The delight and whimsy of Jon Burgerman’s illustrations can be spotted everywhere from an Instagram-sponsored show at the Tate Modern, to the walls of Apple stores, to his children’s book, Rhyme Crime. Burgerman will be hosting a breakout session at the 10th Annual 99U Conference taking place May 9-11 in New York City. Since our 2018 conference is all about overcoming creative challenges, we asked Burgerman to share how he navigated a recent pressure-cooker moment.
“My publishers had signed off on the final version of my book, How to Eat Pizza, and my brain was sipping a beer, lying on the sofa, and cooling down with a self-congratulatory glow. That little switch in my head that said ‘picture book for April’ had turned off.
Then, I received news that one of publishers wasn’t happy. The book needed to be completely revised in time for an important book fair in two weeks.
Wait, hadn’t they read any of the previous drafts?
It’s not my fault!
It was a real shock. But it would be awful to turn up at the book fair with a story with no ending. I had to rewrite half a picture book in two weeks.
There was no time to be annoyed. Normally, everything is slow and delayed in publishing; no one expects you to deliver the pages when you say you will. But here was a solid, no excuses, if-you-miss-it-you-might-as-well-not-go-to-the-book-fair deadline.
I was of two minds as I tackled the challenge. One was: This is stupid. I should just put my foot down. Everyone had access to the drafts, they should have voiced their concerns earlier. But then, I thought: What the hell do I actually know? I should listen to people who actually work in publishing. I’m lucky they’re even allowing me to make a book.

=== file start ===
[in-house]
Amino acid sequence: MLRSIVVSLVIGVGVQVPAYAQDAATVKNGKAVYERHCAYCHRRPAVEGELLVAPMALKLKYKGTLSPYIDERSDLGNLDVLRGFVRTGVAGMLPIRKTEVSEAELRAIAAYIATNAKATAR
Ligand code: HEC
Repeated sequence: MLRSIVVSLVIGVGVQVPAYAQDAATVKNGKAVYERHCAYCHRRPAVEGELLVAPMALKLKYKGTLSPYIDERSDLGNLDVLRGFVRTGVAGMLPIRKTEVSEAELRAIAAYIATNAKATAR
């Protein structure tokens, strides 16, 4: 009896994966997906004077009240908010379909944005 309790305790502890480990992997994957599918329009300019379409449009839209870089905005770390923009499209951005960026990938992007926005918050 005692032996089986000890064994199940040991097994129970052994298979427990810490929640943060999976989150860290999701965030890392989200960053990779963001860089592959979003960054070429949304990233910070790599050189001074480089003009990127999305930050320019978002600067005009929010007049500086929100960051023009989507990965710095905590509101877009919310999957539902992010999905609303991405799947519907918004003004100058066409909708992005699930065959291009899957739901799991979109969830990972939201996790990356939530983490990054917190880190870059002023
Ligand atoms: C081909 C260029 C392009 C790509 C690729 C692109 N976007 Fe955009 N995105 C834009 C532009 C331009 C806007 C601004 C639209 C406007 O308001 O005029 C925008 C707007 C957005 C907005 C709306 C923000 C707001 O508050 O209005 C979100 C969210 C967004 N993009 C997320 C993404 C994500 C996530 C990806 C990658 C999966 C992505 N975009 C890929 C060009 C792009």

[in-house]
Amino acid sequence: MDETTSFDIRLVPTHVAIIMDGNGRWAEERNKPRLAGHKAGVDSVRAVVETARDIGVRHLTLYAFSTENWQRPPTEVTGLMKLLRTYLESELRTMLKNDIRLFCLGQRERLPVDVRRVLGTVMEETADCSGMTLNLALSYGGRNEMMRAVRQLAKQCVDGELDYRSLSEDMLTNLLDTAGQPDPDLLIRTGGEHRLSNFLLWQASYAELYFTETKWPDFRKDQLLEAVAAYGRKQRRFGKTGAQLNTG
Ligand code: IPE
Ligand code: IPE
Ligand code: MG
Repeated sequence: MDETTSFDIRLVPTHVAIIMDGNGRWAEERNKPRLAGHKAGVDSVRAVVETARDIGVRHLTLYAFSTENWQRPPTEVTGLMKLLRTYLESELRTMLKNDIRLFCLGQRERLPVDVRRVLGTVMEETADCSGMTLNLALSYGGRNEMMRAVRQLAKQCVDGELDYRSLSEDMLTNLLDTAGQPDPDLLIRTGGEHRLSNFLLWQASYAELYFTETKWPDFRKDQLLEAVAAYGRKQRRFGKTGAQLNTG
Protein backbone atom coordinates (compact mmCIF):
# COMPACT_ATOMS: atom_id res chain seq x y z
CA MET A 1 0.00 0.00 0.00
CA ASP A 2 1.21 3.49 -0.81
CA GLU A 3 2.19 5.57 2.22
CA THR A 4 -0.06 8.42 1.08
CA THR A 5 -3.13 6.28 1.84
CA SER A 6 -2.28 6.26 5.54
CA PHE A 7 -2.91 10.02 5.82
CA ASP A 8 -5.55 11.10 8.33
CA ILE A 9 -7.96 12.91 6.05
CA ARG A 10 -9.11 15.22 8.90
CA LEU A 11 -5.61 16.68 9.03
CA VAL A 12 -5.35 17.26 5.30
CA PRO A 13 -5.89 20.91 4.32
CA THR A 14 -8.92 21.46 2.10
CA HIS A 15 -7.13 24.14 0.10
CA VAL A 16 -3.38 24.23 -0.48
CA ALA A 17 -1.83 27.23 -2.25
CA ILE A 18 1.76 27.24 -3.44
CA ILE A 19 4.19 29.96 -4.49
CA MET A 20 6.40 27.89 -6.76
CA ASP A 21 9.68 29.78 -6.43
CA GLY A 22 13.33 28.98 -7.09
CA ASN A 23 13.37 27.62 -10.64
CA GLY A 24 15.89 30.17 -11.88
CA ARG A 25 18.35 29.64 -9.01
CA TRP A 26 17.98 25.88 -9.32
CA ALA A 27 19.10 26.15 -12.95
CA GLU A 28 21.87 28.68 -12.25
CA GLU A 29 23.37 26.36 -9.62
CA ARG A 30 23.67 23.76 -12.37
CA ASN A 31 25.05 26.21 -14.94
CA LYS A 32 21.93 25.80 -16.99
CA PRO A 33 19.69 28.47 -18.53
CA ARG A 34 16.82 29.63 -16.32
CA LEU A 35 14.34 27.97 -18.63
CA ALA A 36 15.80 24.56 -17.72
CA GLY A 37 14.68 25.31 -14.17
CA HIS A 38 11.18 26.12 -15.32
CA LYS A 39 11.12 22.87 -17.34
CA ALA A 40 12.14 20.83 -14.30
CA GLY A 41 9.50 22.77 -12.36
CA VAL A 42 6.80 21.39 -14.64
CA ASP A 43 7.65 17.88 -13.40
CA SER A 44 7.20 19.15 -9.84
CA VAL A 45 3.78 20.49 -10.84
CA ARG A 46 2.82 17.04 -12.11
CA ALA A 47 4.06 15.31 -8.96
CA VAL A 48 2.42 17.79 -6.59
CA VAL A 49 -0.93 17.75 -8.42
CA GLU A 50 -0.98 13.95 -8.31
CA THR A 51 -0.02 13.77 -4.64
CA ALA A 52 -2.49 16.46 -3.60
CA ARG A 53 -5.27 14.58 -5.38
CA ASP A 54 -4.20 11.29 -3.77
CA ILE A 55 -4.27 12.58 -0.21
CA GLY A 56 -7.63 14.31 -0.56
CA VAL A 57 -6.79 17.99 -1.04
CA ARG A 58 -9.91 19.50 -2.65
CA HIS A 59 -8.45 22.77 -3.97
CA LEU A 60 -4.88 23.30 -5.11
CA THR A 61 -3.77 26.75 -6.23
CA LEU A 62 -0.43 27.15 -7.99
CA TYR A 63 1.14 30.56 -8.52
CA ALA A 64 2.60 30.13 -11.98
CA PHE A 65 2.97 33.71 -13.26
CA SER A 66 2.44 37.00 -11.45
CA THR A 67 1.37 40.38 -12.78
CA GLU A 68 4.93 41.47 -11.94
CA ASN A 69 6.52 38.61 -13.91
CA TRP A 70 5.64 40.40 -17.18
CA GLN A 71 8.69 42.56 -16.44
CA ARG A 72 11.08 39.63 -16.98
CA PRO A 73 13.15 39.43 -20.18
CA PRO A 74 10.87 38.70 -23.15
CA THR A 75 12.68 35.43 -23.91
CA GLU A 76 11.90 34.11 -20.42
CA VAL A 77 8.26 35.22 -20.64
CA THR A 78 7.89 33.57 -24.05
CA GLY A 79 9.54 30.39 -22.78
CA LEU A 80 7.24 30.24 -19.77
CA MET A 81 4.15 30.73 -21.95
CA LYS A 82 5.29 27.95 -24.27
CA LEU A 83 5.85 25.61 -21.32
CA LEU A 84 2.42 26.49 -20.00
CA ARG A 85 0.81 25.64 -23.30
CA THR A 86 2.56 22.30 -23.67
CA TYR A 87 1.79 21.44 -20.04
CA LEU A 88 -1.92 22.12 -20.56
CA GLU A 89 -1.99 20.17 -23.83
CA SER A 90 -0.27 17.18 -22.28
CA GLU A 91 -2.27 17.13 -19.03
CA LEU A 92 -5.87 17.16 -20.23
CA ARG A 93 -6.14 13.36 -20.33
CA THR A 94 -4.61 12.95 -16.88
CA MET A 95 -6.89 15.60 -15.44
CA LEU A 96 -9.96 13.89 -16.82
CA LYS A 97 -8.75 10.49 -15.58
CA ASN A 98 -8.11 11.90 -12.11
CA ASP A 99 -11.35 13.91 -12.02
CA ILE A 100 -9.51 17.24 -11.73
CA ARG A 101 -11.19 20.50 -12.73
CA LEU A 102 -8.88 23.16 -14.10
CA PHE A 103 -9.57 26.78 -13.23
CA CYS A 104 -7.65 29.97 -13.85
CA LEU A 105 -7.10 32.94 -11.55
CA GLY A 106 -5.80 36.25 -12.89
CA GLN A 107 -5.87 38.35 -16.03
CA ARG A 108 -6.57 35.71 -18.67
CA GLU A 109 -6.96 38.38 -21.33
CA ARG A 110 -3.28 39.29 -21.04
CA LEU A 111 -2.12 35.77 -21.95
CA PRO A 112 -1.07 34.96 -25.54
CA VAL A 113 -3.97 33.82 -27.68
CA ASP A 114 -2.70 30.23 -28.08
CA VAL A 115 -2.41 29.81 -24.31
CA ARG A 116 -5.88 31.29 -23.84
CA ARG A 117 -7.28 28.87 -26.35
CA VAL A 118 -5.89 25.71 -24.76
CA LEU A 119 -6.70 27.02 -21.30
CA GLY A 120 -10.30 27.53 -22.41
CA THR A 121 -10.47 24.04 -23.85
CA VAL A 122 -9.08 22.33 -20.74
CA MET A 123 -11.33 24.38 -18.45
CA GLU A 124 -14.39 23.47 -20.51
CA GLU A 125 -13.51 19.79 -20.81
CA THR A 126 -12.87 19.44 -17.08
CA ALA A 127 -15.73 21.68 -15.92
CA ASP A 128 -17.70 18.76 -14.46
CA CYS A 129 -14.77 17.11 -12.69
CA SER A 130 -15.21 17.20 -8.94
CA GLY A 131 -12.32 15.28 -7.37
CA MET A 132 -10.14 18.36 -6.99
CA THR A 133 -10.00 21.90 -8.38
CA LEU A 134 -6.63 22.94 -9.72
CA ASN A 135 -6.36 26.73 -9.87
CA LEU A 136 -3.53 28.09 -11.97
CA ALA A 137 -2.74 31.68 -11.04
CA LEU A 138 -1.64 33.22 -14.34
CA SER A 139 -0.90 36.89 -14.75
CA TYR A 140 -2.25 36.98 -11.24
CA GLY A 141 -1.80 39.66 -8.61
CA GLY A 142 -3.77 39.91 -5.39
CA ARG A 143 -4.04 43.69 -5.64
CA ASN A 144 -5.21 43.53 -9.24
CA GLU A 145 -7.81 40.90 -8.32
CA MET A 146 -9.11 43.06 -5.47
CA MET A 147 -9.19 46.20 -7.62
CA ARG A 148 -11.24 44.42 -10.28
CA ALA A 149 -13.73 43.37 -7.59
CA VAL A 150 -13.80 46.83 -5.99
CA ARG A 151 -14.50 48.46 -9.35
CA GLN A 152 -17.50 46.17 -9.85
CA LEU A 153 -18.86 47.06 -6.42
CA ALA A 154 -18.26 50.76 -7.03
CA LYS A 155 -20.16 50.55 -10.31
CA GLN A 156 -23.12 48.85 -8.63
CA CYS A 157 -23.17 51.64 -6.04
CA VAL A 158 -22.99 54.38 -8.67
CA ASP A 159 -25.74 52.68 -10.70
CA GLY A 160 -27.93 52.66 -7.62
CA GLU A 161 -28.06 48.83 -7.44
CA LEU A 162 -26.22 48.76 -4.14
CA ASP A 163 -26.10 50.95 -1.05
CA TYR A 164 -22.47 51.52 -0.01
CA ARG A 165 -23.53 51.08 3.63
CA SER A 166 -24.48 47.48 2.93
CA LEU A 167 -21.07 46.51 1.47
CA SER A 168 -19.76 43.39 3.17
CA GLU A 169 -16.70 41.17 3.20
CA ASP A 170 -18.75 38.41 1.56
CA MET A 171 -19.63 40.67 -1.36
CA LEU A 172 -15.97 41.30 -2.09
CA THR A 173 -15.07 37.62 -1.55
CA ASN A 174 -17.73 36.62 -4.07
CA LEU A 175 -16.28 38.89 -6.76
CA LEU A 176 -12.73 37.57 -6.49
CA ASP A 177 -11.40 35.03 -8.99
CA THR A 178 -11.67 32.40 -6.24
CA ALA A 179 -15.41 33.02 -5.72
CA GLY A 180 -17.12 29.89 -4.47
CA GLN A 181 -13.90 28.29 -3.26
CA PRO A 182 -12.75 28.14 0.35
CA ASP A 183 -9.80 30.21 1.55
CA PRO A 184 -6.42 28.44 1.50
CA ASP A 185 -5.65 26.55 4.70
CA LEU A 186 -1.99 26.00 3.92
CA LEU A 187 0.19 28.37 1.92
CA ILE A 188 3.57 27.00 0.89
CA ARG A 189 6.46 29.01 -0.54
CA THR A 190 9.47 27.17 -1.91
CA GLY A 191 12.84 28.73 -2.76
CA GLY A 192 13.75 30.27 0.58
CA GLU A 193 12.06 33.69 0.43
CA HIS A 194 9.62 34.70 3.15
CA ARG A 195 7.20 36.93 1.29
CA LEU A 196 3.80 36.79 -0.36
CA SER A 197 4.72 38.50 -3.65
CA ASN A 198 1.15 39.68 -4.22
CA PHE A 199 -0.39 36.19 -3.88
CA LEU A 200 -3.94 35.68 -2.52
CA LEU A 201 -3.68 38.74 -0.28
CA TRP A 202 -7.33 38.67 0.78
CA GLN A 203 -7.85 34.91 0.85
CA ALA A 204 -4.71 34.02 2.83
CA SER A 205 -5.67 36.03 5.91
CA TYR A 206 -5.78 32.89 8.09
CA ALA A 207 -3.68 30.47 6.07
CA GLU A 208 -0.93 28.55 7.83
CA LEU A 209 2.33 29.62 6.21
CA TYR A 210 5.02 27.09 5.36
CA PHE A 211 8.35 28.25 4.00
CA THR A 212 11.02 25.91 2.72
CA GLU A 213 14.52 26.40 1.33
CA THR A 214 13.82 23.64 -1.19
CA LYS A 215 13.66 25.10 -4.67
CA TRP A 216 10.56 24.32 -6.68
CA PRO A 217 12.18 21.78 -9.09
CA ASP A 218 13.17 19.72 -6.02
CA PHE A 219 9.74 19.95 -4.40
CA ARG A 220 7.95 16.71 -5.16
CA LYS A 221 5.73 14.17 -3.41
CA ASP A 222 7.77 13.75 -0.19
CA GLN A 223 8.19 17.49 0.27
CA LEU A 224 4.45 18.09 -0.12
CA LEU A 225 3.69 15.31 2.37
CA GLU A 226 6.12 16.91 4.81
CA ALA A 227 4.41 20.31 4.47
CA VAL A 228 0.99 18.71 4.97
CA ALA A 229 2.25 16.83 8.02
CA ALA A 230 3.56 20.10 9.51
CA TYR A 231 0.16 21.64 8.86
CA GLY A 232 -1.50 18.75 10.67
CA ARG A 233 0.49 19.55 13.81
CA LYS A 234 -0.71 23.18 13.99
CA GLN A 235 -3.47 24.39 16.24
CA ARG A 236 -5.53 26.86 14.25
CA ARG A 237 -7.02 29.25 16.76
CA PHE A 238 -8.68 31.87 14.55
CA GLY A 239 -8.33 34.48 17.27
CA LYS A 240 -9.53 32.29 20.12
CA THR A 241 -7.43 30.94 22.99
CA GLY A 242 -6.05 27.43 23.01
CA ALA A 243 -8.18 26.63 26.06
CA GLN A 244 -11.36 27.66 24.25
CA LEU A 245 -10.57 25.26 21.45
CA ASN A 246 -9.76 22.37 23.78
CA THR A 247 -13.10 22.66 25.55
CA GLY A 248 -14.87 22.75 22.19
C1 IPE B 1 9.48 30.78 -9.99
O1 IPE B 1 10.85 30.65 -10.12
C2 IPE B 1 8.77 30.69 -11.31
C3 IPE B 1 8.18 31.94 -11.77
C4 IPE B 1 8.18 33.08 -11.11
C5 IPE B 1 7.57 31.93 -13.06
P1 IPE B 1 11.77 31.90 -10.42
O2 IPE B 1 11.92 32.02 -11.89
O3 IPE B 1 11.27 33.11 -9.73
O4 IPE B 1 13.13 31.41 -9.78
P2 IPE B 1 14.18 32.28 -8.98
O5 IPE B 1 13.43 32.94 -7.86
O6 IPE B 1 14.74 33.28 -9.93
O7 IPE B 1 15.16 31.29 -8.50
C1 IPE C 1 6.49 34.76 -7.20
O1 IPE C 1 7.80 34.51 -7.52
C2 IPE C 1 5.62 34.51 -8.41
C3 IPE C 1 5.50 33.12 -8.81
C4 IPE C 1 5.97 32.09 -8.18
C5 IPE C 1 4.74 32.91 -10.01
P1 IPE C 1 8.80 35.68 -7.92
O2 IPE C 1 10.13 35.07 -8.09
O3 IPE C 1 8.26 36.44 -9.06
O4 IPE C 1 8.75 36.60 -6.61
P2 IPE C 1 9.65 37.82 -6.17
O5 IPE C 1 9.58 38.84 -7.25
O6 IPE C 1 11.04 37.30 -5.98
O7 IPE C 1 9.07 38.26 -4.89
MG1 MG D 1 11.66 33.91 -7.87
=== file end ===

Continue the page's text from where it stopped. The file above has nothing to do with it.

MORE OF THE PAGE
Rather than fight the issue—which would have been futile—I tried to understand where the publishers were coming from. They wanted the book to be more ‘Burgerman-y.’ I didn’t really know what that meant, but I was probably the best person to resolve it.
I learned that even when a book is ‘finished’ that doesn’t mean it’s finished. Always keep good documentation of your drafts. Organize everything clearly, so if you need to look up old notes or artwork you can find them quickly.
Trying to understand the root of the problem is key to tackling it. Often, we only acknowledge the changes themselves and not the thoughts that prompted them. Once you can frame the issue for yourself, it’s much easier to solve it.
And lastly, keep an open mind. In the end, everyone wants to make the best thing possible. Sure, publishers want that ‘thing’ to sell—and you know what— so do I.”
See Jon Burgerman along with more creative leaders, entrepreneurs, and artists at the 10th Annual 99U Conference.